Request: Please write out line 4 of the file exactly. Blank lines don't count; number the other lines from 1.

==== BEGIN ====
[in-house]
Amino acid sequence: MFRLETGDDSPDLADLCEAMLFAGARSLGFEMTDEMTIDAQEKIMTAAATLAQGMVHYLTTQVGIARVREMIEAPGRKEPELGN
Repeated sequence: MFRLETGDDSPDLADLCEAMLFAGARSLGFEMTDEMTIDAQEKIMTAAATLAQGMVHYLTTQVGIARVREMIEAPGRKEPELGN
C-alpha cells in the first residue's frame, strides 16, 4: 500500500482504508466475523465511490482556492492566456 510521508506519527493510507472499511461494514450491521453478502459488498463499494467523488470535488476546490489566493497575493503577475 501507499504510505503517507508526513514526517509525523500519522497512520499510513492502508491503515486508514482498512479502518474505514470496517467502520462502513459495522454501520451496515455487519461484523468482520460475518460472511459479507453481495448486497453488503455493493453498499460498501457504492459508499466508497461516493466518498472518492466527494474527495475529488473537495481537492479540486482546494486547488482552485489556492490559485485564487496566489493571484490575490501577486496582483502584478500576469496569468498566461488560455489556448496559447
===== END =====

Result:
C-alpha cells in the first residue's frame, strides 16, 4: 500500500482504508466475523465511490482556492492566456 510521508506519527493510507472499511461494514450491521453478502459488498463499494467523488470535488476546490489566493497575493503577475 501507499504510505503517507508526513514526517509525523500519522497512520499510513492502508491503515486508514482498512479502518474505514470496517467502520462502513459495522454501520451496515455487519461484523468482520460475518460472511459479507453481495448486497453488503455493493453498499460498501457504492459508499466508497461516493466518498472518492466527494474527495475529488473537495481537492479540486482546494486547488482552485489556492490559485485564487496566489493571484490575490501577486496582483502584478500576469496569468498566461488560455489556448496559447